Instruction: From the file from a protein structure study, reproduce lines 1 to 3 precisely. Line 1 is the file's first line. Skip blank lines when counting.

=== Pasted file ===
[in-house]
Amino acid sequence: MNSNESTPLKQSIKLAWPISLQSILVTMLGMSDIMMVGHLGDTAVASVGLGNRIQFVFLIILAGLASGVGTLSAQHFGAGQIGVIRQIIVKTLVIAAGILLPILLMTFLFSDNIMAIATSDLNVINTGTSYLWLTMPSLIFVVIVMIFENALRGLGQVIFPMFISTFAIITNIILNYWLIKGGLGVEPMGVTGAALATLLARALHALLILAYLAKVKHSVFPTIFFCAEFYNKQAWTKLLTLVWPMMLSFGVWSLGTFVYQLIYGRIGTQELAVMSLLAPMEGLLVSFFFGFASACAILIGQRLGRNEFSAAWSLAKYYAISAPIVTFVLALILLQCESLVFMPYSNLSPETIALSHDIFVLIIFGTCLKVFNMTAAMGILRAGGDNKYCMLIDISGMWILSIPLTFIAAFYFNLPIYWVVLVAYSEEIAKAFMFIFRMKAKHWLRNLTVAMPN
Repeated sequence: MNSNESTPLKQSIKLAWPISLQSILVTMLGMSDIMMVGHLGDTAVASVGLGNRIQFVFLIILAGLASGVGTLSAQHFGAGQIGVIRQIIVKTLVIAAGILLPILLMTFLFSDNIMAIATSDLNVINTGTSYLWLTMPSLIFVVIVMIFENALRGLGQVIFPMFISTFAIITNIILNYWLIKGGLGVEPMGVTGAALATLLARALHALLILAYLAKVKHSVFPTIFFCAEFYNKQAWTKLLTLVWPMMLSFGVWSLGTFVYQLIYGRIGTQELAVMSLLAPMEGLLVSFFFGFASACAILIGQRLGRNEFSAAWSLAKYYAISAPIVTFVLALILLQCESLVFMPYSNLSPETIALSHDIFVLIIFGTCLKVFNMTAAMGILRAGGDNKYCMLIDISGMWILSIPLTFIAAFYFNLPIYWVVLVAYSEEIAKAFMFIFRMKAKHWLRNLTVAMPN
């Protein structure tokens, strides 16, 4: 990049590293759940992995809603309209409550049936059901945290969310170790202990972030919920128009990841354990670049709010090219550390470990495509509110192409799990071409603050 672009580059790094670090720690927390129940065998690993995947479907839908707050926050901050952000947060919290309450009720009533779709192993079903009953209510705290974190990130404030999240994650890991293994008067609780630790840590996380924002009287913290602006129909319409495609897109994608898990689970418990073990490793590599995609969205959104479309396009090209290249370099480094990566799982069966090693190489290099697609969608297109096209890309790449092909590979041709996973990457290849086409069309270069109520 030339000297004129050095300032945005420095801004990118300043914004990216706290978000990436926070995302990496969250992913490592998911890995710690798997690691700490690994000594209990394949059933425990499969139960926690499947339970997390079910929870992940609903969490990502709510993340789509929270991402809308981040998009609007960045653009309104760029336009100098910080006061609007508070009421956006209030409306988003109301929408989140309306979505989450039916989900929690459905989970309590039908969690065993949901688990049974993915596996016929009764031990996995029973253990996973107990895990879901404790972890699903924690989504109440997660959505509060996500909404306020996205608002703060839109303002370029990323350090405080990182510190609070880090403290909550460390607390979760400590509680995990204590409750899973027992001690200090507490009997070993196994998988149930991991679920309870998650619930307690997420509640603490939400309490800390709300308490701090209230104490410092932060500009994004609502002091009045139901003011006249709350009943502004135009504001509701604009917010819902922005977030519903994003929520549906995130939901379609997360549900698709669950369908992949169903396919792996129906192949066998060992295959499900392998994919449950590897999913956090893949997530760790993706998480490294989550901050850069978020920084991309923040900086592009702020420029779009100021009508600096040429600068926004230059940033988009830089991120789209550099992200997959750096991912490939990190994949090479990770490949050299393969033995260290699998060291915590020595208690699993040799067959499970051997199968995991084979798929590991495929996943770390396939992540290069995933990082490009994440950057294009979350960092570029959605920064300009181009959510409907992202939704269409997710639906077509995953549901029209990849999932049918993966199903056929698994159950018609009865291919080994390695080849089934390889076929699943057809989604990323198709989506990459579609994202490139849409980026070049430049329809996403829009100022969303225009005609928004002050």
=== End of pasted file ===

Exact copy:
[in-house]
Amino acid sequence: MNSNESTPLKQSIKLAWPISLQSILVTMLGMSDIMMVGHLGDTAVASVGLGNRIQFVFLIILAGLASGVGTLSAQHFGAGQIGVIRQIIVKTLVIAAGILLPILLMTFLFSDNIMAIATSDLNVINTGTSYLWLTMPSLIFVVIVMIFENALRGLGQVIFPMFISTFAIITNIILNYWLIKGGLGVEPMGVTGAALATLLARALHALLILAYLAKVKHSVFPTIFFCAEFYNKQAWTKLLTLVWPMMLSFGVWSLGTFVYQLIYGRIGTQELAVMSLLAPMEGLLVSFFFGFASACAILIGQRLGRNEFSAAWSLAKYYAISAPIVTFVLALILLQCESLVFMPYSNLSPETIALSHDIFVLIIFGTCLKVFNMTAAMGILRAGGDNKYCMLIDISGMWILSIPLTFIAAFYFNLPIYWVVLVAYSEEIAKAFMFIFRMKAKHWLRNLTVAMPN
Repeated sequence: MNSNESTPLKQSIKLAWPISLQSILVTMLGMSDIMMVGHLGDTAVASVGLGNRIQFVFLIILAGLASGVGTLSAQHFGAGQIGVIRQIIVKTLVIAAGILLPILLMTFLFSDNIMAIATSDLNVINTGTSYLWLTMPSLIFVVIVMIFENALRGLGQVIFPMFISTFAIITNIILNYWLIKGGLGVEPMGVTGAALATLLARALHALLILAYLAKVKHSVFPTIFFCAEFYNKQAWTKLLTLVWPMMLSFGVWSLGTFVYQLIYGRIGTQELAVMSLLAPMEGLLVSFFFGFASACAILIGQRLGRNEFSAAWSLAKYYAISAPIVTFVLALILLQCESLVFMPYSNLSPETIALSHDIFVLIIFGTCLKVFNMTAAMGILRAGGDNKYCMLIDISGMWILSIPLTFIAAFYFNLPIYWVVLVAYSEEIAKAFMFIFRMKAKHWLRNLTVAMPN